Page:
The key difference between adherent and suspension cells is that the adherent cells need solid support for their growth while the suspension cells do not need solid support for the growth.
A cell is the basic structural and functional unit of an organism. Various research projects require the preparation of cell cultures. Cancer cells, hepatocytes, kidney cells and various microbial cells are some of the common cells that use in cell culturing. In all cell culturing processes, it is necessary to have a primary cell culture to make the cell lines. When preparing cell cultures, cells exist in two forms either as adherent cells or as suspension cells. In adherent cells, primary culture cells need solid support to attache. Therefore, they are anchorage-dependent cells. But in suspension cells, primary culture cells do not need solid support to attach. They submerge in the liquid media. Hence, they are not anchorage dependent. In overall, the key difference between adherent and suspension cells is the anchorage dependence of the cells.
1. Overview and Key Difference
2. What are Adherent Cells
3. What are Suspension Cells
4. Similarities Between Adherent and Suspension Cells
5. Side by Side Comparison – Adherent vs Suspension Cells in Tabular Form
What are Adherent Cells?
Adherent cell lines are the cells that are anchorage dependent. Therefore, these cells require stable support, which is called adherent, for their growth. Most of the cells derived from vertebrate cells (except hematopoietic cells) are anchorage dependent. Therefore, maintenance of most of the vertebrate cells requires an adherent that yields a steady growth of those cells.
Most of the adherent cell lines established in tissue culture treated vessels. Hence, their growth always restricts to the area of the vessel or the adherent. When preparing adherent cell lines, the adherent cells must be trypsinized. And also, repeated passaging of the cells is done before preparing an adherent cell line. Adherent cell lines are valuable in cytogenetics and in different research projects.
What are Suspension Cells?
Suspension cells are anchorage independent. Hence, these cells can readily grow suspended in a liquid medium. In order to provide optimum conditions for their growth, it is necessary to mix the medium continuously by agitation. Human hematopoietic cells are one of the suspension cell cultures prepare commonly in laboratories. This is due to the fact that they don’t need any solid support to attaché for their growth.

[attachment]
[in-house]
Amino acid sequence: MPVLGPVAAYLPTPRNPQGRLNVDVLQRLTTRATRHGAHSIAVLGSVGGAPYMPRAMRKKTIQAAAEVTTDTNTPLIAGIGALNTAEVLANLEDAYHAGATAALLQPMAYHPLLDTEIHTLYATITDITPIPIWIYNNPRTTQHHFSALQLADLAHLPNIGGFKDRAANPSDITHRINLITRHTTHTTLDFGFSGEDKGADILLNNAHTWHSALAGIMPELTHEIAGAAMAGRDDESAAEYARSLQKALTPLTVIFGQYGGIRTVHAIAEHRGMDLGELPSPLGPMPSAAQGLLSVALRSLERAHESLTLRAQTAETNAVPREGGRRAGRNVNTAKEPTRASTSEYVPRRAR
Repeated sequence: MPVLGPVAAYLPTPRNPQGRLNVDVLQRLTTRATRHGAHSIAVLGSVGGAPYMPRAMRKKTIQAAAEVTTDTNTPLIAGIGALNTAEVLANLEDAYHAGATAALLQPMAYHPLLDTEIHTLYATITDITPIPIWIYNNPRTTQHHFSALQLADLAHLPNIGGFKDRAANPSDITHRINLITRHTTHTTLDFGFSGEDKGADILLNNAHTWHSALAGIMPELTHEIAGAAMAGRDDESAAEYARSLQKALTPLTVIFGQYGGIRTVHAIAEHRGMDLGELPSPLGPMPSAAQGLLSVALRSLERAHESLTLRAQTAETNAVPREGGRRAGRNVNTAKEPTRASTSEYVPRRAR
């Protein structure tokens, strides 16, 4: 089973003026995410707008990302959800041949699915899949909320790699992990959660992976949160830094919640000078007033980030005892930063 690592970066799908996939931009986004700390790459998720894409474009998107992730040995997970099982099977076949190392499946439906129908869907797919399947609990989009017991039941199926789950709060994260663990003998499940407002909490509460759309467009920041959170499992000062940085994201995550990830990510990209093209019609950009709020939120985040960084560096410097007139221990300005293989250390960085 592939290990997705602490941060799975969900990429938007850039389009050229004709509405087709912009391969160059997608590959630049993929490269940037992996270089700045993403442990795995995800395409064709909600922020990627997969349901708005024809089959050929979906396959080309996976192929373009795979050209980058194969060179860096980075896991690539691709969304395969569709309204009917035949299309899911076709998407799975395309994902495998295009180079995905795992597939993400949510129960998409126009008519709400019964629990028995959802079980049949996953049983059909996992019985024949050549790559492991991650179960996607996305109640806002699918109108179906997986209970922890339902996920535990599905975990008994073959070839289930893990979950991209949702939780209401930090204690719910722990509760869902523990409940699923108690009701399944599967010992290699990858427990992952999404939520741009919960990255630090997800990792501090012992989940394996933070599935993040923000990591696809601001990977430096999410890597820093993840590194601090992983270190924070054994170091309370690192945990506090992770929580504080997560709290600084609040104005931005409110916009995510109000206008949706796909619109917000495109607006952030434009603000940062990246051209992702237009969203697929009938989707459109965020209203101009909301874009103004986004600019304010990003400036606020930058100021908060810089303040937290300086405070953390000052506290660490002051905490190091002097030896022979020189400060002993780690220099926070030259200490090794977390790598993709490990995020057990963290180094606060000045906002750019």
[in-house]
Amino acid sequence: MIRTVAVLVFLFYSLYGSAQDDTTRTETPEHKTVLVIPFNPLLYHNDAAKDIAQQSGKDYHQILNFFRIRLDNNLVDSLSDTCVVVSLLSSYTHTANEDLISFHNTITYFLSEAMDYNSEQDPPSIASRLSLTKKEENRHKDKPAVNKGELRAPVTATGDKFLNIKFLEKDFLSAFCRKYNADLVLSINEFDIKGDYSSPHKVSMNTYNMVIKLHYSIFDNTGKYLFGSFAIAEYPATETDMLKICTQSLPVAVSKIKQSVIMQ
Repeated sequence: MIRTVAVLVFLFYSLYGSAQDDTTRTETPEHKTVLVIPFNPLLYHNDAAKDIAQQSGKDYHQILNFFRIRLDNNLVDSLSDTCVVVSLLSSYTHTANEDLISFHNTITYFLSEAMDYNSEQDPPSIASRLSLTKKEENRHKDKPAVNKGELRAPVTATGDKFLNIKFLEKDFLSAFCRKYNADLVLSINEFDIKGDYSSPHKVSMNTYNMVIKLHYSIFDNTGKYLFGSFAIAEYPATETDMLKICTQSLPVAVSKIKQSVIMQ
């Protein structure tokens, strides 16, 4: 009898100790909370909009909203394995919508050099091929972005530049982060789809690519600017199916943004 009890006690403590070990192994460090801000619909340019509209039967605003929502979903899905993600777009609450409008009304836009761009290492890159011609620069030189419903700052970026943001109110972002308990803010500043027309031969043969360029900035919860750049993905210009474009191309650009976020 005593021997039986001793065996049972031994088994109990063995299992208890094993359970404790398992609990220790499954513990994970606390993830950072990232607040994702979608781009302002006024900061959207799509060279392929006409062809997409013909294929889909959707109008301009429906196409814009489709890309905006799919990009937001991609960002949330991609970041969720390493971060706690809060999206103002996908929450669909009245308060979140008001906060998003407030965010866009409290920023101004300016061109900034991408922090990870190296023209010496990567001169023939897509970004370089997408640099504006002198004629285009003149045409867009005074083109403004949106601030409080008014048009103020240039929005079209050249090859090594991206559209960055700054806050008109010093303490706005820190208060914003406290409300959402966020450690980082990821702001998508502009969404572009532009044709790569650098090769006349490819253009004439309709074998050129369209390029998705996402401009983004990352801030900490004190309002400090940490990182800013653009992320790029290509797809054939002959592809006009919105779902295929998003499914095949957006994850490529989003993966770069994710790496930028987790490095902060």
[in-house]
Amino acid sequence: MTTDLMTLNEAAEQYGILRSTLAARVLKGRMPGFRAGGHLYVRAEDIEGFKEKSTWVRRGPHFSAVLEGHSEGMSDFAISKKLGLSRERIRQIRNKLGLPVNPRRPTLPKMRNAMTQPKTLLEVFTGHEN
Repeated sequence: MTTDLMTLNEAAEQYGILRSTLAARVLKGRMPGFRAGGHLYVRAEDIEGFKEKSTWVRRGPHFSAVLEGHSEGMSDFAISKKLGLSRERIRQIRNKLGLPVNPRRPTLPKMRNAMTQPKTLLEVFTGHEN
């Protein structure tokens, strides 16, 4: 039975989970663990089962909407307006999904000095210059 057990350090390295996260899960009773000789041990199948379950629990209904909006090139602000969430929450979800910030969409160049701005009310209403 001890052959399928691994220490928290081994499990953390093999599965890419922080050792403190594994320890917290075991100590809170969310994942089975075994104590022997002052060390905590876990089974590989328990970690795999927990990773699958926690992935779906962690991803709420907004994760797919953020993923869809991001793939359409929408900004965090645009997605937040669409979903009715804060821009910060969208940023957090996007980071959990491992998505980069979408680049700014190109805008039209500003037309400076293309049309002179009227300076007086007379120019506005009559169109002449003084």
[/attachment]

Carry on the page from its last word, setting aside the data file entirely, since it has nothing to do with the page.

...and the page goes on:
Maintenance of suspension cells requires continuous agitation and few passaging procedures. Most importantly, the concentration of the nutrients in the medium restricts the growth of cells in the medium. Thus, over time, the growth factors and media constituents deplete limiting the growth of the cells. Therefore it is utmost important to maintain all the requirements at an optimum level in order to achieve a proper growth of the suspension cells.
In commercial applications, suspension cells are the most widely used type of primary cell lines. In both continuous and batch fermentations, an active suspension cell culture acts as a starting culture. Furthermore, suspension cell cultures yield much higher products than the adherent cell lines. Another advantage of suspension cells over adherent cells is that the preparation of suspension cells is less laborious and requires less expenditure in comparison to adherent cells. Therefore, the production of secondary metabolites such as antibiotics, vitamins, amino acids, proteins, etc., can be easily done by suspension cell cultures.
What are the Similarities Between Adherent and Suspension Cells?
- Adherent and Suspension Cells are two types of cells that derive from primary cell cultures.
- Both require optimum media conditions and growth conditions to achieve maximum
- Both are prepared under in vitro conditions and can be stored under special storage conditions.
- They require continuous passaging to increase the yield.
- They have a use in research and experimental purposes.
- Both cells can be transformed into their respective cell lines.
What is the Difference Between Adherent and Suspension Cells?
Adherent cells, as the name implies, grow attached to a surface. In contrast, suspension cells grow in a liquid medium without attaching to a surface. This is the main difference between adherent and suspension cells. Furthermore, the growth of adherent cells limits only into the surface area of the adherent while, for the suspension cells, there is no such restriction. However, many factors such as aeration, constituents of the medium, temperature, pH etc. limit the growth of suspension cells.
The following infographic provides more facts about the difference between adherent and suspension cells,
Summary – Adherent vs Suspension Cells
When we grow primary cells in a liquid medium, it becomes a suspension cell culture. In opposite to that, when we allow primary cells to attach into a solid surface and grow, it becomes an adherent cell culture. This is the main difference between adherent and suspension cells. So the adherent cells are anchorage-dependent while the suspension cells are anchorage independent. Furthermore, the maintenance of suspension cells requires a continuous agitation of the medium, unlike in adherent cells. However, both adherent and suspension cells can convert into cell lines, which are useful in research purposes and in cell culture studies.